“I remember I didn’t want to go that day,” said Emily Brown (95) – one of hundreds of children who attended Paisley’s Glen Cinema 90 years ago today for a packed matinee performance that ended in tragedy – forever remembered by survivors as Paisley’s ‘Black Hogmanay’.

Entrance to Glen Cinema

The Glen Cinema tragedy took place on 31 December 1929 when a smoking film canister caused a panic during a packed children’s matinee where more than 600 children were present. The main exit doors had a metal gate that had been pulled shut stopping it from opening leading to a crush where 71 children died, and more than 30 children were injured.

Survivors Robert Pope and Emily Brown at 90th anniversary service 7 Dec

Robert Pope (97), had got up that morning and asked his mother for some jars to exchange for money so he could go to the pictures with seven of his friends.

Like so many children at the time, Robert and Emily were sent out the house to the cinema on Hogmanay to allow their parents to get the house cleaned and ready for the new year. They took their seats in the crowded theatre, sang their song and settled down to watch the new cowboy movie Dude Desperado.

During the picture a film cannister was placed on a heated surface and started to smoke up – leading to the panic and stampede which followed.

Boys Brigade march past picture house at funeral

“I was there with my older sister Jean (10) and younger sister May (3) – we heard someone shout ‘fire’ and started to head for the exit. There was screaming and shouting, and people were pushing and trampling you and you were trampling on others trying to get out.”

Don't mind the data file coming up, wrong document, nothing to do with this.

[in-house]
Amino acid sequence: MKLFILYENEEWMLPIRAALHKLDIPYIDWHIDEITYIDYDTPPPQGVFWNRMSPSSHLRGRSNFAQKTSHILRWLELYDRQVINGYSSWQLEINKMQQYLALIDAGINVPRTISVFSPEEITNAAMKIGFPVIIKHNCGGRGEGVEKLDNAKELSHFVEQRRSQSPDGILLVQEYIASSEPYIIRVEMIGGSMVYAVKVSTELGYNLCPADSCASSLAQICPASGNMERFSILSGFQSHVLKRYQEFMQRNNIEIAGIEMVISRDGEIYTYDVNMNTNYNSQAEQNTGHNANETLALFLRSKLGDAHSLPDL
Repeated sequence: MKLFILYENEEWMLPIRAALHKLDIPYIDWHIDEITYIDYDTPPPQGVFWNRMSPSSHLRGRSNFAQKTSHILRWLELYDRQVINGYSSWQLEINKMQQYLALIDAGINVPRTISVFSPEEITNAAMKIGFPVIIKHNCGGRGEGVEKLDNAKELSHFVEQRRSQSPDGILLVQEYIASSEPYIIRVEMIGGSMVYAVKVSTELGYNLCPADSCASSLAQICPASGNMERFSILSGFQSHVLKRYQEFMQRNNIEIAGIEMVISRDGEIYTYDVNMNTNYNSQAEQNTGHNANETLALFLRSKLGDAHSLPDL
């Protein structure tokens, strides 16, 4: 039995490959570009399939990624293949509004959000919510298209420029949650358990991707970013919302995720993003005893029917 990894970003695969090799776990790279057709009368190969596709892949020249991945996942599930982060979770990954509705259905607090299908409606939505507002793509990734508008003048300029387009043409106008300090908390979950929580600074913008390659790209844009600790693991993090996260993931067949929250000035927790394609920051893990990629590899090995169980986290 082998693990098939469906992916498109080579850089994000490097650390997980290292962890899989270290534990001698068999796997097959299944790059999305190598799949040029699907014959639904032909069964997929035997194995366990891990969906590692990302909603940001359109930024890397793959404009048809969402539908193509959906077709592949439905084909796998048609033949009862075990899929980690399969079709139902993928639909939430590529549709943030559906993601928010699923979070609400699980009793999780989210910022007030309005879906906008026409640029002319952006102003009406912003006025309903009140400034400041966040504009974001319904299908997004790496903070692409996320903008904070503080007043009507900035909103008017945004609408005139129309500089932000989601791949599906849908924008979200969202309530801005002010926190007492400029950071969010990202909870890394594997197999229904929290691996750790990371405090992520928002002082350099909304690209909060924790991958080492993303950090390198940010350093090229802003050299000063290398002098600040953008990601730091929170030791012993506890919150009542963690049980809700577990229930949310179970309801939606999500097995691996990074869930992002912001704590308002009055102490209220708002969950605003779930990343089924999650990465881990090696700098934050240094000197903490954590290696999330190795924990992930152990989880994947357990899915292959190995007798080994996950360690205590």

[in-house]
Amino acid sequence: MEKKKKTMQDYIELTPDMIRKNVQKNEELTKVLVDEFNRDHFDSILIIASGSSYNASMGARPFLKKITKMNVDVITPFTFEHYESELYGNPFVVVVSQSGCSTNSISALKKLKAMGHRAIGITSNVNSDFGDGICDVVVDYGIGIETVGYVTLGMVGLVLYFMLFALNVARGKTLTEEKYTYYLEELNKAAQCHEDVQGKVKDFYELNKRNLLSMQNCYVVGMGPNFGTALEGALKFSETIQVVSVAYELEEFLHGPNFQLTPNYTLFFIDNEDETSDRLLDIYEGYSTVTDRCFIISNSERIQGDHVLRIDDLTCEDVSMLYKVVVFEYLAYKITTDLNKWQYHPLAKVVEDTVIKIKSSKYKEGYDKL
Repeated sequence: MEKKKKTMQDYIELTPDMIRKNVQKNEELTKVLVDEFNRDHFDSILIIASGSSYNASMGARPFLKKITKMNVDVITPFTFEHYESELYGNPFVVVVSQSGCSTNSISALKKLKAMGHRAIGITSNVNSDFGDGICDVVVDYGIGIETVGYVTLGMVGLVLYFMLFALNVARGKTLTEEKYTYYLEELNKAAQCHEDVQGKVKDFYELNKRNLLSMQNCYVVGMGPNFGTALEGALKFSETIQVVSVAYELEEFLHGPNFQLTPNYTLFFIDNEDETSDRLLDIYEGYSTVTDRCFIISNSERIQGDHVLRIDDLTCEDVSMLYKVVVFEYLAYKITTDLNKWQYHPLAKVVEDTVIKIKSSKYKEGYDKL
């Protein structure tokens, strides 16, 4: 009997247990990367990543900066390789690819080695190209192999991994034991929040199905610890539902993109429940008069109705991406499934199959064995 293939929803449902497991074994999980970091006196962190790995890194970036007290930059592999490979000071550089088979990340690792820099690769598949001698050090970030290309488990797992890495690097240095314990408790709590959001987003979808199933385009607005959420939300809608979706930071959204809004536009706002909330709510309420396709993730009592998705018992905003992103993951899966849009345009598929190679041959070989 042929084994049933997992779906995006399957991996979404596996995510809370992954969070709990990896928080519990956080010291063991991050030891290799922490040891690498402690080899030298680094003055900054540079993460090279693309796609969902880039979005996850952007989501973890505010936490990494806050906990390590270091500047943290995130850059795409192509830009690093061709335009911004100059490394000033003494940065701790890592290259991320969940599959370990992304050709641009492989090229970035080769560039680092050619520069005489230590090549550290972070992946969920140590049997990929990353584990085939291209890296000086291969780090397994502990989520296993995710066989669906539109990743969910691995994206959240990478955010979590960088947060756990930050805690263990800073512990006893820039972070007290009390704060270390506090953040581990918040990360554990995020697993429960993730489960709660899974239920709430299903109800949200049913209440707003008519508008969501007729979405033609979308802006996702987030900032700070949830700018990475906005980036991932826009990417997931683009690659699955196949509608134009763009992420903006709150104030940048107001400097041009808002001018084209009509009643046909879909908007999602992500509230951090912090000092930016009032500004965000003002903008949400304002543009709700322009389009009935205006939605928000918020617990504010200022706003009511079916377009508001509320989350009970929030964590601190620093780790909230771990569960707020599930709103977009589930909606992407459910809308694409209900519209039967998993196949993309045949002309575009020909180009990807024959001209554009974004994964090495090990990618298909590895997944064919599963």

“I remember some people jumped over the balcony or onto the stage to try to get out. I was separated from my sisters in the panic – I remember someone smashed a window and a fireman helped get me out.”

Emily’s aunt later found her wandering down Glasgow Road and took her home to her mother in Hunter Street. Her sisters Jean and May were already there and had managed to stay together during the chaos.

“I think my mother gave us all an extra cuddle that night,” said Emily.

“I don’t remember much about it,” said Robert. “I think my guardian angel watched out for me that day.

“When the panic started, I just remember something came over me and I stayed in my seat and didn’t move. I don’t remember much else until later when a fireman was clearing the hall, he asked me what I was doing. I told him I was waiting for the picture to come back on and he told me to head home to my mother and that the film wouldn’t be coming back on.

“My friends saw that I never came out and had told my mother I was still there, and she was getting ready to go up to the hospital to try and find me. As she opened the door, I was walking up the stairs and I remember the look of relief on her face. I think that saved her from the traumatic experience of seeing the children who had been killed and injured in the cinema at the hospital.”

Robert’s friend, William Spiers, who had sat beside him and fled during the panic did not survive the crush that day.

When news of the disaster spread through the town the entire community went to the Glen Cinema to try and help get the children out. Emily’s mother was one of those who pulled children from the cinema and loaded the injured onto trams for the hospital – not knowing if her children were safe or injured or worse. Emily’s mother was the only resident from Hunter Street who didn’t lose someone that day.